Taste(4)‘The Best Of The Medina Chamber’ event held yesterday at Weymouth Country Club is referred to as the tastiest member meeting all year. Paul & Tara the new owners of Dan’s Dog’s debuted their new Chili Hot Dog Sauce at this member event. The Chili Hot Dog Sauce is made in house using fresh local beef from Beaver Meats in Smithville. Paul was quick to say there are no preservatives and no nitrates in the beef or any of the ingredients. The sauce is slow simmered for 6 hours in their famous in-house root-beer. The sauce is slightly sweet and when smothered over a Dan’s Dog’s was an Oh My moment. Paul is soon adding his version of a Fire House Dog Sauce to the menu. If it is anything like his Chili Hot Dog Sauce we are in for a taste treat!  Dan’s Dogs is located just off Medina Public Square.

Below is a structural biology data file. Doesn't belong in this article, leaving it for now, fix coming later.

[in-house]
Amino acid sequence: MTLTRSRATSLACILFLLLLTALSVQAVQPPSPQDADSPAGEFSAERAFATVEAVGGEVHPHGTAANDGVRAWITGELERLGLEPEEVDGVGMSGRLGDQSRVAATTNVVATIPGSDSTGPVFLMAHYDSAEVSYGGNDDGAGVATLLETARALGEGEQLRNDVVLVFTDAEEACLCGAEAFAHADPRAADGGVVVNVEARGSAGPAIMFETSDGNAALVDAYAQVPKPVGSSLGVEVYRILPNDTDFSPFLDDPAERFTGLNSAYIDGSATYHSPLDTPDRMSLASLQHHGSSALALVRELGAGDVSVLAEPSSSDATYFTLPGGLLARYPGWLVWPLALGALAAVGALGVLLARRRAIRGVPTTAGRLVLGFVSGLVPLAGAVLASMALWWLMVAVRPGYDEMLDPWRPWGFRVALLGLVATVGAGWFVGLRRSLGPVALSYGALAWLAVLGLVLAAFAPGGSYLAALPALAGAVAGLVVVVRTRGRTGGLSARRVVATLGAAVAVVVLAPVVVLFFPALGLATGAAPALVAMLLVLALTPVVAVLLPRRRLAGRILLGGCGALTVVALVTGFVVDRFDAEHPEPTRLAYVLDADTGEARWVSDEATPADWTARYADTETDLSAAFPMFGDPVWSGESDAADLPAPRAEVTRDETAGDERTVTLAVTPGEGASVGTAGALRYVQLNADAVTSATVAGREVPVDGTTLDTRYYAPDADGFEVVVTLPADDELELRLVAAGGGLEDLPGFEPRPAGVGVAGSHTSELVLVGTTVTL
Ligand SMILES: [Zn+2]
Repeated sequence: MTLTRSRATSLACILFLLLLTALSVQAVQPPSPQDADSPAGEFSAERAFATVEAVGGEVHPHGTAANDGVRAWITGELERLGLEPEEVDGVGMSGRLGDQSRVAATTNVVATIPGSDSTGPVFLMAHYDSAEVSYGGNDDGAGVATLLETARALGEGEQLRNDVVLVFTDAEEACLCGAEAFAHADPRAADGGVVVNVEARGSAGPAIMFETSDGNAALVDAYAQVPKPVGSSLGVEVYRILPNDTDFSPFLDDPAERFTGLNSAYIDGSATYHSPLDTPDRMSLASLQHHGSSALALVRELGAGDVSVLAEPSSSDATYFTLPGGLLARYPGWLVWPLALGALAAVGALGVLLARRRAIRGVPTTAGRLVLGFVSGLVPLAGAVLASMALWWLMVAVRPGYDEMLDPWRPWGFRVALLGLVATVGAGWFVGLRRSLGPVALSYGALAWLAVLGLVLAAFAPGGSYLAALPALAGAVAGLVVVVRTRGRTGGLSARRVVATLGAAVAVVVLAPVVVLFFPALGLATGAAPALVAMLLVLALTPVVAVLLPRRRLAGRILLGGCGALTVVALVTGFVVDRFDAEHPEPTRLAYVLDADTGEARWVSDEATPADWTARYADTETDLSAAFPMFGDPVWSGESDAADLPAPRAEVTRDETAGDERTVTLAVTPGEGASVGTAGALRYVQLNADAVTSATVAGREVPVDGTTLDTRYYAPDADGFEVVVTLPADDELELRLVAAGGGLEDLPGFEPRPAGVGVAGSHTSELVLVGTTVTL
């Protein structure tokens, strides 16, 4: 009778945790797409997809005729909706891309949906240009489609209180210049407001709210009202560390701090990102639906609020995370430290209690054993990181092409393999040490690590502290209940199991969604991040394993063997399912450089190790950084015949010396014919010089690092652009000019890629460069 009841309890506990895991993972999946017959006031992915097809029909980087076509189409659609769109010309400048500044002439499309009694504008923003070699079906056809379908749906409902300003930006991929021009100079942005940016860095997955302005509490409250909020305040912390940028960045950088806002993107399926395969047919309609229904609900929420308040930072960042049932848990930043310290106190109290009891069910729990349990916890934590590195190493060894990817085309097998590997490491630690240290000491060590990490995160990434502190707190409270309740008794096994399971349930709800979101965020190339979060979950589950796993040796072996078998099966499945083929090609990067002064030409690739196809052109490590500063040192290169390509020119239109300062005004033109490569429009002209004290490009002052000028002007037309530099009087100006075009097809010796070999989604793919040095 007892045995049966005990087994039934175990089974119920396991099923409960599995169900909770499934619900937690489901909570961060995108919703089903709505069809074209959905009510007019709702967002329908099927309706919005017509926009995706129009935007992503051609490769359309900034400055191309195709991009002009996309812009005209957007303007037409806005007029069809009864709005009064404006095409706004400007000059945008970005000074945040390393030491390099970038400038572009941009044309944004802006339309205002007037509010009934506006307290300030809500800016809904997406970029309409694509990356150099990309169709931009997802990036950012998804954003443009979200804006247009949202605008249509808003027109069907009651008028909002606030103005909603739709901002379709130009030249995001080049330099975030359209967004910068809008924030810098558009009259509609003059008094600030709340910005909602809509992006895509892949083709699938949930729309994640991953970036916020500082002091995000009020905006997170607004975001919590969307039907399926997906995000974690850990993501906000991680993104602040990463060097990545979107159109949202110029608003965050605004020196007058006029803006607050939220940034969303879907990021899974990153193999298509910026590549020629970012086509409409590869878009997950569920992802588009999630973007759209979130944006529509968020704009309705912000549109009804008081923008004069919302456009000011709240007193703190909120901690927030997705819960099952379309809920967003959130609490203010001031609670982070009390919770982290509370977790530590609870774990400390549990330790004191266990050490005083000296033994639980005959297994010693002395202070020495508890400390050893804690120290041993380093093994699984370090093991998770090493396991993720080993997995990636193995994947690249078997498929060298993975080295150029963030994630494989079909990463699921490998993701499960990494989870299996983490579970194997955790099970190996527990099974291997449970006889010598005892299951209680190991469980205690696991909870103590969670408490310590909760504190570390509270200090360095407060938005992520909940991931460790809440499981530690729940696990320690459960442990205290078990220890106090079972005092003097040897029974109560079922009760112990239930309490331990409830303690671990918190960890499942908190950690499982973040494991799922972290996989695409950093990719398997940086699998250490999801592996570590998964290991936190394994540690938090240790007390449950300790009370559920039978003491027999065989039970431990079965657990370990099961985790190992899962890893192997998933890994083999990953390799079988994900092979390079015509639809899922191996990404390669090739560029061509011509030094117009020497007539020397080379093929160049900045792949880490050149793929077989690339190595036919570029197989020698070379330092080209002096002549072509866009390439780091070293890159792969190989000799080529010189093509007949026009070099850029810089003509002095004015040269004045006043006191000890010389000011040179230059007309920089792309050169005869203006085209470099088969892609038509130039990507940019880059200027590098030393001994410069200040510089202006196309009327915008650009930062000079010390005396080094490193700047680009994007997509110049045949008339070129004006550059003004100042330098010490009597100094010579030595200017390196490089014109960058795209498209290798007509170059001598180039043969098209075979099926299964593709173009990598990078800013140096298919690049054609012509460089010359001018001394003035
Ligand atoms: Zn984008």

Are Your Holidays Happy?

Celebrating…Shopping…Making Cookies…Decorating…Worshiping…

By Sarah Toman, Ph.D., Psychologist

From Thanksgiving through New Year’s Eve, many of us can struggle with the countless demands of making the holidays happy for others in our lives. We can experience joy in finding that perfect gift for someone special, or in creating the most delectably scrumptious treats wrapped in unique papers and ribbons. There are countless holiday concerts, parties, pageants and services intended to bring us closer to the spirit of the season. So much to do in so little time!

As a psychologist, I frequently hear about the joys of the holidays. However, I also hear about how holiday preparations can create exhaustion, stress, and even depression. Below are a few suggestions for helping you make your holidays as happy as you make them for others.